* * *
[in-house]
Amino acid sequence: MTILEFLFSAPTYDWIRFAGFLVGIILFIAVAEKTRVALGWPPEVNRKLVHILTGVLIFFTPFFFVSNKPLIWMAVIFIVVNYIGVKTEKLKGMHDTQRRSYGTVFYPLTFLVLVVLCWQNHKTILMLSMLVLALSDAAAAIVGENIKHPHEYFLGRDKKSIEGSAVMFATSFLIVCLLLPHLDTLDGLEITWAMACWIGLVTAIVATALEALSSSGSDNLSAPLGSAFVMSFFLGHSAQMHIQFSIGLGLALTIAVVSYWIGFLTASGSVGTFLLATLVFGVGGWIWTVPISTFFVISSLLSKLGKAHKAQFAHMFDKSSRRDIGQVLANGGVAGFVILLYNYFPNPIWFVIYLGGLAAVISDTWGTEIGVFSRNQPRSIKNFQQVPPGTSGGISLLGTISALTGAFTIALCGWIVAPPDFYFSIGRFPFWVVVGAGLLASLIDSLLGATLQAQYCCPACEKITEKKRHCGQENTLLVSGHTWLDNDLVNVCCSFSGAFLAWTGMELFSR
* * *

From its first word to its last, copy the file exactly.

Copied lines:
[in-house]
Amino acid sequence: MTILEFLFSAPTYDWIRFAGFLVGIILFIAVAEKTRVALGWPPEVNRKLVHILTGVLIFFTPFFFVSNKPLIWMAVIFIVVNYIGVKTEKLKGMHDTQRRSYGTVFYPLTFLVLVVLCWQNHKTILMLSMLVLALSDAAAAIVGENIKHPHEYFLGRDKKSIEGSAVMFATSFLIVCLLLPHLDTLDGLEITWAMACWIGLVTAIVATALEALSSSGSDNLSAPLGSAFVMSFFLGHSAQMHIQFSIGLGLALTIAVVSYWIGFLTASGSVGTFLLATLVFGVGGWIWTVPISTFFVISSLLSKLGKAHKAQFAHMFDKSSRRDIGQVLANGGVAGFVILLYNYFPNPIWFVIYLGGLAAVISDTWGTEIGVFSRNQPRSIKNFQQVPPGTSGGISLLGTISALTGAFTIALCGWIVAPPDFYFSIGRFPFWVVVGAGLLASLIDSLLGATLQAQYCCPACEKITEKKRHCGQENTLLVSGHTWLDNDLVNVCCSFSGAFLAWTGMELFSR